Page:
ETFs tracking Chinese technology and consumer discretionary firms have had a relatively strong month, producing a near-mirror image of those sectors being slammed by inflation and rate hikes in the U.S.
Seven of the top ten-gaining ETFs over the past month follow Chinese equities, according to data from ETF Logic.
|Fund Name & Ticker||Return, 1 Month||Return, YTD|
|Invesco Golden Dragon China ETF (PGJ)||22.52%||-19.51%|
|Global X MSCI China Consumer Discretionary ETF (CHIQ)||20.64%||-17.23%|
|KraneShares CSI China Internet ETF (KWEB)||19.64%||-17.1%|
|KraneShares Hang Seng TECH Index ETF (KTEC)||15.83%||-21.84%|
|Invesco China Technology ETF (CQQQ)||15.59%||-24.37%|
|WisdomTree China ex-State-Owned Enterprises Fund (CXSE)||15.13%||-19.98%|
|Global X MSCI China Communication Services ETF (CHIC)||14.38%||-18.23%|
*Figures as of market close 6/16/2022
For comparison’s sake, the Invesco QQQ Trust (QQQ) is down 11.36% in the month, while the Consumer Discretionary Select Sector SPDR Fund (XLY) is down almost 12%. The Communication Services Select Sector SPDR Fund (XLC) is down 11.4%.
The industry-specific China funds are also beating the total-market benchmark, iShares MSCI China ETF (MCHI), over the past month.
Chinese leaders have rattled global supply chains for the past several months with their commitment to a “zero-COVID” policy. Authorities have closed down ports, put swaths of major cities like Beijing and Shanghai on lockdown, and enforced mass testing on a stop-start basis whenever even a handful of positive cases are detected.
The Chinese tech sector took its initial plunge last summer when Beijing launched an investigation against ride-hailing app DiDi shortly after listing on the New York Stock Exchange. Regulators later added video games, private tutoring, and other industries in their broad inquiry into broad swaths of the Chinese economy.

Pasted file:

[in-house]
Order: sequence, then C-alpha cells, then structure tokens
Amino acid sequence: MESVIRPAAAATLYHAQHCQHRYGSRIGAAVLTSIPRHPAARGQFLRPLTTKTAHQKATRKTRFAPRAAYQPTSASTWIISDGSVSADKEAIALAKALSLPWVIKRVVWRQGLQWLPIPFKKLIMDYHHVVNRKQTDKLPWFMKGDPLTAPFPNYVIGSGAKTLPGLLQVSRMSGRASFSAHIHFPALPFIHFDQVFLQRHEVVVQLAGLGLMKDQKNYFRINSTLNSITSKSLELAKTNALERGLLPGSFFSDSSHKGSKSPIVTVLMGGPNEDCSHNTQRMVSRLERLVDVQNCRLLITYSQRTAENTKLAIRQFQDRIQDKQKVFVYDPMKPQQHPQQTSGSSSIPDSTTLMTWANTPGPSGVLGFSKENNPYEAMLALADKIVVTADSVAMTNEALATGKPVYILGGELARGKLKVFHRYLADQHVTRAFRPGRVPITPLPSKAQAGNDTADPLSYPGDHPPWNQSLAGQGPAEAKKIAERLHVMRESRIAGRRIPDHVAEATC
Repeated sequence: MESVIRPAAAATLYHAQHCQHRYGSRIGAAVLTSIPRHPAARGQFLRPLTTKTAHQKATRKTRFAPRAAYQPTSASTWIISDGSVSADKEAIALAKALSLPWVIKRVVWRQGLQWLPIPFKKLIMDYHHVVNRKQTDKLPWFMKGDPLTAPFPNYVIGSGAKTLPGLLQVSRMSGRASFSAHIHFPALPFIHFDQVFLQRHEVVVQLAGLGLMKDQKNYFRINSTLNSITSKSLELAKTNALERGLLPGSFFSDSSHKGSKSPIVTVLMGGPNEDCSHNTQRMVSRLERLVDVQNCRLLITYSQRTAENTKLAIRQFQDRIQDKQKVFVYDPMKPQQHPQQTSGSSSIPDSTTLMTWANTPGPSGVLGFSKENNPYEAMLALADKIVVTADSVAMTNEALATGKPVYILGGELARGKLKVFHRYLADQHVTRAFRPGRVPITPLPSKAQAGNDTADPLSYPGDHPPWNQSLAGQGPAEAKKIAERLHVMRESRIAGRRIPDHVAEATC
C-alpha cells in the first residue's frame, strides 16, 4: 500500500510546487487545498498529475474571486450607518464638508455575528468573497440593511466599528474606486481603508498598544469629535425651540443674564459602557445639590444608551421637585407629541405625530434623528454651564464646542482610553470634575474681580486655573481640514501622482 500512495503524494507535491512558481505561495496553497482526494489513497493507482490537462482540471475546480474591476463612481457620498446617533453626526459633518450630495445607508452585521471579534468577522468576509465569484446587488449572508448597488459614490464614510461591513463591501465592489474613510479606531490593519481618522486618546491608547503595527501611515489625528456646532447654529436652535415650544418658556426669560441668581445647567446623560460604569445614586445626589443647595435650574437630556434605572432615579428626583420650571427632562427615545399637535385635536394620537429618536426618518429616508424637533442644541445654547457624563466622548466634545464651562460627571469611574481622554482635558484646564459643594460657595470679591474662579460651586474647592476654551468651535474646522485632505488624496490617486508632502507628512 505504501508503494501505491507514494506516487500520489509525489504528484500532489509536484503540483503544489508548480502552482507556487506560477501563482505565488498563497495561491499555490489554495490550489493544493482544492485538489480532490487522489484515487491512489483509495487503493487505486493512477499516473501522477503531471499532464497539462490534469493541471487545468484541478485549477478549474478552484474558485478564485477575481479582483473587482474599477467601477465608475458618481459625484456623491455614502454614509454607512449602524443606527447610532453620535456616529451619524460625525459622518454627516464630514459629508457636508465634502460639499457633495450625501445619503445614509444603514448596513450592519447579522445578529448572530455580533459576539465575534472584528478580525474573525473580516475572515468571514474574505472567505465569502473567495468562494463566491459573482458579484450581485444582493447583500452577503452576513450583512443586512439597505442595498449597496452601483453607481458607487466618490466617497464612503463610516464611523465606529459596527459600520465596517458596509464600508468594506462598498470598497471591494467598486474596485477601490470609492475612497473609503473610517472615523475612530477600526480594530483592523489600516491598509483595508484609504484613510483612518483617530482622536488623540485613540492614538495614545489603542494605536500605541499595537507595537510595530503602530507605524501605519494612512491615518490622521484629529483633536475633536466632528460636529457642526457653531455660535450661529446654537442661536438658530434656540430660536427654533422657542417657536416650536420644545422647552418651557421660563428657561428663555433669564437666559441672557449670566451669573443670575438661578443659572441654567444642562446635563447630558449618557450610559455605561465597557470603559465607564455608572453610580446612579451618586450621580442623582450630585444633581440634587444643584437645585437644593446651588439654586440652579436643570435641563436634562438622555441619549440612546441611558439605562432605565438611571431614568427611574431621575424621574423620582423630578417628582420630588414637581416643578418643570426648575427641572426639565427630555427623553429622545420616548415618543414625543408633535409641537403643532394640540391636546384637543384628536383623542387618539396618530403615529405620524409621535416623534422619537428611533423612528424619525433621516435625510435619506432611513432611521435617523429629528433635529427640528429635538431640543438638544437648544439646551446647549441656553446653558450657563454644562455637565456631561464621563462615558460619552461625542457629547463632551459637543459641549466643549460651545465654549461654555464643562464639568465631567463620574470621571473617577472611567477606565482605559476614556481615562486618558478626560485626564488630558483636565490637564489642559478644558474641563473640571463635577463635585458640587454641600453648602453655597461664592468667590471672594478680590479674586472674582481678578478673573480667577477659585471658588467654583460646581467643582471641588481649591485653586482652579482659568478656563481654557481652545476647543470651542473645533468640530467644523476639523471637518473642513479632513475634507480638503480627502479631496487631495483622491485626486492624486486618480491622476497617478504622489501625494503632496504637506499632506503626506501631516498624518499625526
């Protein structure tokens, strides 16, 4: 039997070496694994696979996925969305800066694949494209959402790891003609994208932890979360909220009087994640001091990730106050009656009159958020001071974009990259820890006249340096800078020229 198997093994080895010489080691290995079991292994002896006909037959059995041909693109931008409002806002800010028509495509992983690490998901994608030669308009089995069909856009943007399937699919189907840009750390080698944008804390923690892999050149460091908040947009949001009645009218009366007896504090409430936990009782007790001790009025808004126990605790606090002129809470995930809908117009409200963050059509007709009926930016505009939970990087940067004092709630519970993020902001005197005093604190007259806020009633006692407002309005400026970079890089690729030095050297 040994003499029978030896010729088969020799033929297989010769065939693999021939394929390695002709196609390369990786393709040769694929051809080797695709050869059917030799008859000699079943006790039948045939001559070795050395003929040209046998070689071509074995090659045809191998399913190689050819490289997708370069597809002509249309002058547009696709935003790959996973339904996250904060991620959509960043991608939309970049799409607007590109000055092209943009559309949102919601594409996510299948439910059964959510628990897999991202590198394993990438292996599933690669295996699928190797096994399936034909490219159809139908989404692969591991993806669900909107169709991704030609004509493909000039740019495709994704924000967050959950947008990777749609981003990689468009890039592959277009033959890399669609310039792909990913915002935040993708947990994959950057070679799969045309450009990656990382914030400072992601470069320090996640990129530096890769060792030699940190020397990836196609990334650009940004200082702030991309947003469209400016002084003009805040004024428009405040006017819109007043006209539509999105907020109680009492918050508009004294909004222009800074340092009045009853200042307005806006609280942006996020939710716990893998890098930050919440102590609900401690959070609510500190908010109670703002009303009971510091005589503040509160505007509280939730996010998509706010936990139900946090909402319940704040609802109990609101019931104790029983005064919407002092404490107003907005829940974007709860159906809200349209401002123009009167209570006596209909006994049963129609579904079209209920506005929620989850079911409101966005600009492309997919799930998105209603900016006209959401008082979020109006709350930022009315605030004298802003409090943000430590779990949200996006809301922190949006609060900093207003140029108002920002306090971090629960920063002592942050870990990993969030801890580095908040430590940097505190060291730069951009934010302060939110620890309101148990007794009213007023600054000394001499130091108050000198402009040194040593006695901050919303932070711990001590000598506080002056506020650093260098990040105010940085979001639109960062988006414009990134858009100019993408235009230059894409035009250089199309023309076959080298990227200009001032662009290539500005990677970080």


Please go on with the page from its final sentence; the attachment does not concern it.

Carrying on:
That led to a crash in previously high-flying Chinese stocks despite the promise of the country’s middle class growing to fruition. The KraneShares CSI China Internet ETF (KWEB) ended 2021 with a 49% loss, although contrarian-minded investors added a net $7.3 billion in flows during the same period.
Chinese officials are seemingly backing off as of late. Liu He, a top economic official within China’s ruling party, said the country would offer its support to the “platform economy,” a phrase interpreted to mean internet giants like Alibaba, JD.com, and others that offer e-commerce and internet content.
Reuters also reported Friday that Chinese regulators had approved Ant Group’s application to open a financial holding company, a technical step that could signal another go at an initial public offering after the firm halted its debut last November. The IPO was valued at the time at $37 billion, easily the largest global debut in history.
Sentiment on the space seems to be centered around the combination of Chinese regulators pulling back on technology firms that tend to cross over into e-commerce, with hopes that COVID restrictions will loosen.
China may also seek to generate more of its growth domestically as the U.S. and other Western countries enter a monetary tightening cycle in theory designed to reduce demand and inflation.
KraneShares Chief Investment Office Brendan Ahern pointed to slowing growth in Chinese manufacturing data as an indicator of a shift to domestic spending, which would support the recent outperformance of consumer discretionary funds.
“For China, what’s going to offset the weakness in (export) manufacturing? It’s got to be domestic consumption,” he said.
That explains the relative outperformance of PGJ, CHIQ, and KWEB. Those three ETFs’ holdings are all weighted at approximately 80% to stocks in the technology services, retail trade, consumer durables, and consumer services sectors. CHIQ holds a 76% allocation to technology services stock but lacks significant exposure to retail companies.
The fate of China-focused funds focused on technology and consumer spending for the near future is likely tied to whether talk of regulators loosening their grip on Chinese megafirms and using lockdowns to stamp out COVID pans out. Ant Group and China’s financial regulator have not formally announced approvals that would open the door for the company to go public, and the two denied plans for an IPO earlier this month before the Reuters report.
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